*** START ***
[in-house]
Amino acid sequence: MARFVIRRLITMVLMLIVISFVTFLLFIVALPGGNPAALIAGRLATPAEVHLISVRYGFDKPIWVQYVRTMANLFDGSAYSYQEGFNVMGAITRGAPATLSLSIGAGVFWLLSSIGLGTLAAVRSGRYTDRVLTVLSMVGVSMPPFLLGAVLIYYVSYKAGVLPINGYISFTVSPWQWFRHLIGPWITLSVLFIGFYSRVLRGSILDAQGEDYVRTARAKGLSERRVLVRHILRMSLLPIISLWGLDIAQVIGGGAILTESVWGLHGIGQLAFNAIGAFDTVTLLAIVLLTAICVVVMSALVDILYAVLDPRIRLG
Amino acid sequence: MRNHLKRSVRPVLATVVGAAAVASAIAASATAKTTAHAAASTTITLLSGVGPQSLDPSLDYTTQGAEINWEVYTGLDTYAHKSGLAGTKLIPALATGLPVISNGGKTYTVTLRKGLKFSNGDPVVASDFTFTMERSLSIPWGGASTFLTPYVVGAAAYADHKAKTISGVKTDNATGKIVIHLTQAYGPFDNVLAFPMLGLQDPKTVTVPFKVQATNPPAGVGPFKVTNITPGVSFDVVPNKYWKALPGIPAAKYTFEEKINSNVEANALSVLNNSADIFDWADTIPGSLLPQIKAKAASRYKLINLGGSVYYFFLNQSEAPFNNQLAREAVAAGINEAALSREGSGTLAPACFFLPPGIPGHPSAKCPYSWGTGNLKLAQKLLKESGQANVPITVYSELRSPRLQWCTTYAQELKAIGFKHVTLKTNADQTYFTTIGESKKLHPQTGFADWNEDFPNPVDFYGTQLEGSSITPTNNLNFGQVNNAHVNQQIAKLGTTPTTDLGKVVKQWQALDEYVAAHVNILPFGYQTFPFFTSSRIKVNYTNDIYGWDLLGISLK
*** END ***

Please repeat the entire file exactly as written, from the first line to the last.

[in-house]
Amino acid sequence: MARFVIRRLITMVLMLIVISFVTFLLFIVALPGGNPAALIAGRLATPAEVHLISVRYGFDKPIWVQYVRTMANLFDGSAYSYQEGFNVMGAITRGAPATLSLSIGAGVFWLLSSIGLGTLAAVRSGRYTDRVLTVLSMVGVSMPPFLLGAVLIYYVSYKAGVLPINGYISFTVSPWQWFRHLIGPWITLSVLFIGFYSRVLRGSILDAQGEDYVRTARAKGLSERRVLVRHILRMSLLPIISLWGLDIAQVIGGGAILTESVWGLHGIGQLAFNAIGAFDTVTLLAIVLLTAICVVVMSALVDILYAVLDPRIRLG
Amino acid sequence: MRNHLKRSVRPVLATVVGAAAVASAIAASATAKTTAHAAASTTITLLSGVGPQSLDPSLDYTTQGAEINWEVYTGLDTYAHKSGLAGTKLIPALATGLPVISNGGKTYTVTLRKGLKFSNGDPVVASDFTFTMERSLSIPWGGASTFLTPYVVGAAAYADHKAKTISGVKTDNATGKIVIHLTQAYGPFDNVLAFPMLGLQDPKTVTVPFKVQATNPPAGVGPFKVTNITPGVSFDVVPNKYWKALPGIPAAKYTFEEKINSNVEANALSVLNNSADIFDWADTIPGSLLPQIKAKAASRYKLINLGGSVYYFFLNQSEAPFNNQLAREAVAAGINEAALSREGSGTLAPACFFLPPGIPGHPSAKCPYSWGTGNLKLAQKLLKESGQANVPITVYSELRSPRLQWCTTYAQELKAIGFKHVTLKTNADQTYFTTIGESKKLHPQTGFADWNEDFPNPVDFYGTQLEGSSITPTNNLNFGQVNNAHVNQQIAKLGTTPTTDLGKVVKQWQALDEYVAAHVNILPFGYQTFPFFTSSRIKVNYTNDIYGWDLLGISLK